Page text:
Travel insurance provides protection against the impact of something going wrong when you are on holiday or travelling. It is available from a range of providers, including many airlines. Shop around for the product that best covers your specific needs.
- What travel insurance policies should cover
- Types of travel insurance
- European insurance
- Health insurance
- Worldwide insurance
- Individual, family and group insurance
- Over 65s Insurance
- Pre-existing medical conditions
- Complaints about travel insurance
- Coronavirus - how will this affect my travel plans?
What travel insurance policies should cover
A good insurance policy should provide cover for:
- Missed departures/connections;
- Cancellation or restriction of your holiday caused by an unexpected event such as illness;
- Illness, injury or death while you are away;
- Repatriation (getting you back home);
- Loss, theft or damage to your belongings or luggage (many policies will not cover items lost from check-in luggage);
- Liability for accidents to others;
- If the carrier goes out of business;
- Natural disasters, natural events and severe weather;
- Political instability; and
- Security risks.
Note: If you plan to depart from the Republic of Ireland, check with your insurance provider that your policy covers you.
It is also important to know what the policy does not cover. Some common exclusions are:
- Travel disruption caused by natural disaster, volcanic ash, civil unrest or terrorism may not be included;
- Claims for a pre-existing medical condition or illness at the time of taking out your policy that has not been declared;
- Alcohol and drug related incidents; and
- Missing valuables from check-in luggage.
Types of travel insurance
There are many different types of travel insurance policies to choose from, depending on your circumstances. It is also important to check if you already have travel insurance as part of your bank account or home insurance. If you have existing cover, check to see if it is sufficient for the holiday or journey you are planning to take.
The type of insurance cover that you need will also be determined by where you are travelling to. European travel insurance will provide cover for destinations within Europe and some policies may also include parts of Africa such as Morocco, Egypt, and Tunisia.
It is vital that if you are travelling to Europe you have a European Health Insurance Card (EHIC). The EHIC is available free of charge to all UK residents and allows travellers to receive treatment from public hospitals in all European Economic Area countries. However there are many things that are not covered by the EHIC such as:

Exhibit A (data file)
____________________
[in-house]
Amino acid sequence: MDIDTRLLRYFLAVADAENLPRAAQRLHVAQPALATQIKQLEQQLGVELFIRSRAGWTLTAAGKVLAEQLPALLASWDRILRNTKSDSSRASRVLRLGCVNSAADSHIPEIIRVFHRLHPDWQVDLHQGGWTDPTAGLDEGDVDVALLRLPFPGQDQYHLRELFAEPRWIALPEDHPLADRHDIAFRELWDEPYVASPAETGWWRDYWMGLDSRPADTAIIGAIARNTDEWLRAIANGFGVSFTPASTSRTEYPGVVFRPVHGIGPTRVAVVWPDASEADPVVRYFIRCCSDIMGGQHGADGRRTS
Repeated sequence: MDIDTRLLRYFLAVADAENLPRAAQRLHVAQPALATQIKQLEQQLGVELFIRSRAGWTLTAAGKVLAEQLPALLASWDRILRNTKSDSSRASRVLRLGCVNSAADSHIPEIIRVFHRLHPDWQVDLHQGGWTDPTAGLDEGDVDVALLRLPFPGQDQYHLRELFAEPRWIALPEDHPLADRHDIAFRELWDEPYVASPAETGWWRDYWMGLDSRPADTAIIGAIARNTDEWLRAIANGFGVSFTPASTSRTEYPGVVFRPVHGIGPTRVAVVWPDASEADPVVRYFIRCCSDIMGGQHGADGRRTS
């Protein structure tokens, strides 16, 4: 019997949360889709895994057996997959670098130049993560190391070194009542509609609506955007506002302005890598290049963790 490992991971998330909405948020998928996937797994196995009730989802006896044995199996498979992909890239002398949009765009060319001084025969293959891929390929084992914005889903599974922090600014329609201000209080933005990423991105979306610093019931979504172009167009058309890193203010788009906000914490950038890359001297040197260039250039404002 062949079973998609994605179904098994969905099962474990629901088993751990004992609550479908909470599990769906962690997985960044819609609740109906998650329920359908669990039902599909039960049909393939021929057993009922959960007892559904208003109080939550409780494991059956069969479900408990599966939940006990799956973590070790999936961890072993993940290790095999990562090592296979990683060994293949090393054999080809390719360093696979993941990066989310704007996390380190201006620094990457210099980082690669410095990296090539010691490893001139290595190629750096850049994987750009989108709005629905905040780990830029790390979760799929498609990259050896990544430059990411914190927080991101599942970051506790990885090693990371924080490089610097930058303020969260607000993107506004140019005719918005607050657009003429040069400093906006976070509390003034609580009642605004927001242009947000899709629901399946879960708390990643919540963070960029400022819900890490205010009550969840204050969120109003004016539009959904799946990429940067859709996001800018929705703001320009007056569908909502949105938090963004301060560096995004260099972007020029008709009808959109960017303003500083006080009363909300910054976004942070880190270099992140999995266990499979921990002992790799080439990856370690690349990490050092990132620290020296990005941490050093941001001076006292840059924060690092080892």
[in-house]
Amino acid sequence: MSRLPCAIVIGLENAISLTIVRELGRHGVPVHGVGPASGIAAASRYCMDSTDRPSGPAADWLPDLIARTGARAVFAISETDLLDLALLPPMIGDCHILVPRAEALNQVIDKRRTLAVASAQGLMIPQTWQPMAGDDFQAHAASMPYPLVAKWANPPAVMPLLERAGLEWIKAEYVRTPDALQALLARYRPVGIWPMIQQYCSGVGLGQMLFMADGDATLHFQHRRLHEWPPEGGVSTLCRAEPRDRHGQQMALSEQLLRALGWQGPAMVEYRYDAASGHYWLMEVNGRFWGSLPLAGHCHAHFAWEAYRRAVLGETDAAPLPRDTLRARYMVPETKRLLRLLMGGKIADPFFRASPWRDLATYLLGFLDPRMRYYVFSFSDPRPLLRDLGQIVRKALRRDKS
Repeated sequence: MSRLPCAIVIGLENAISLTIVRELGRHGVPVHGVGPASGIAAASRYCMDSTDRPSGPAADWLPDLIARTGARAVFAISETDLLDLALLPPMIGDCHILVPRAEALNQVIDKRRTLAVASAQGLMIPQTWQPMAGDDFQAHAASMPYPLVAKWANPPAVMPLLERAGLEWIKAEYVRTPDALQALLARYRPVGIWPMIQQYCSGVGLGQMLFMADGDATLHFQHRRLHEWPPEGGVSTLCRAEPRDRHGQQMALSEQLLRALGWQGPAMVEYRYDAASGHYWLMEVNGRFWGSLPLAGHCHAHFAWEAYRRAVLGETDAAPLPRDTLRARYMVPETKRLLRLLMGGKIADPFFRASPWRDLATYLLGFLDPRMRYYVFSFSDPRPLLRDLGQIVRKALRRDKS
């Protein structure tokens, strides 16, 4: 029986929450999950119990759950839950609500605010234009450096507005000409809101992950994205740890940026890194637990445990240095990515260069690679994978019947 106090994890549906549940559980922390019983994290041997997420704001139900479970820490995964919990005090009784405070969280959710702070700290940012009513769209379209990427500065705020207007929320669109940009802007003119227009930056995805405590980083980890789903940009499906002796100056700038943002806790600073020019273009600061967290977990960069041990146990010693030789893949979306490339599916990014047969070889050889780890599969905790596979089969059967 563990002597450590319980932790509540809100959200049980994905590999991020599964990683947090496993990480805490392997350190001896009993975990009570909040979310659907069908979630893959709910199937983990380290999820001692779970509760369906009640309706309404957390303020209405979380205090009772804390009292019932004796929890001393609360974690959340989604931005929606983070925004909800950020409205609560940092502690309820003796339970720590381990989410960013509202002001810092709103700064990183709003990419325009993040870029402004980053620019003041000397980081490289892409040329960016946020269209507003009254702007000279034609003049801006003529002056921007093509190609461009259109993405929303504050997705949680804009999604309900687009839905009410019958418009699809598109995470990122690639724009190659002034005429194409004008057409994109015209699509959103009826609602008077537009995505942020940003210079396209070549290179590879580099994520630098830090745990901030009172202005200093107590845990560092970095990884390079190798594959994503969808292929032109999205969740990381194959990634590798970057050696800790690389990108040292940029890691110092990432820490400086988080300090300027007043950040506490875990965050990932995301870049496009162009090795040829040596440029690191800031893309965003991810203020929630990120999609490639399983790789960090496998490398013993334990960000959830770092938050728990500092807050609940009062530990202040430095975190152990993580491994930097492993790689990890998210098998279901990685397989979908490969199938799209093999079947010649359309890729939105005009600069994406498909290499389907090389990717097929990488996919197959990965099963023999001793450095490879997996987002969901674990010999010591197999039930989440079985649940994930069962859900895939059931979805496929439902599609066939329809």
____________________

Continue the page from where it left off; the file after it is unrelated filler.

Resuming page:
- mountain rescue in ski resorts;
- treatment on cruises; or
- lost or stolen property.
This is why it is important to have appropriate travel insurance in place.
EHIC card applications are free, so be wary of copycat websites that charge you for help making the application. To use a trusted source, go to the nidirect website.
Please note, if the UK leaves the EU without a deal on 31 October 2019, the EHIC may no longer be valid for UK travellers.
If you are travelling outside of areas covered by European insurance you will need worldwide travel insurance. These policies are often split into travel that includes Canada, USA and the Caribbean and travel that excludes Canada, USA and the Caribbean. Always check the policy before buying to ensure that your destination is covered.
Individual, family and group insurance
If you are travelling with your family or with a group, family travel insurance or group travel insurance may be cheaper and easier than taking out an individual travel insurance policy for each person. Some family insurance policies provide free cover for under 18s so it is good to check this when shopping around. However the cost of a family or group policy can be increased if anyone in the group requires cover for specific medical conditions or age.
Over 65s Insurance
Some travel insurance providers will not give you cover if you are aged 65 or over, or will charge you a higher premium. Ensure that you shop around to check the best deal as there can be large variations in price.
Pre-existing medical conditions
It is important to declare any pre-existing medical conditions to your insurance provider before travelling, to ensure that you are getting the right cover to suit your needs and to avoid invalidating your insurance. You may be charged more, however, having the right cover in place will provide peace of mind should something go wrong whilst you are abroad that you need to claim for.
Complaints about travel insurance
If you are unhappy with any aspect of your travel insurance policy you should complain to the company who sold you it. The company has eight weeks in which to address your complaint.
If the company does not respond, or you are unhappy with their response, you can raise your complaint with the Financial Ombudsman Service.
Coronavirus - how will this affect my travel plans?
For further information on travel advice during the COVID-19 pandemic, please see our dedicated travel advice web page www.consumercouncil.org.uk/coronavirus/travel-advice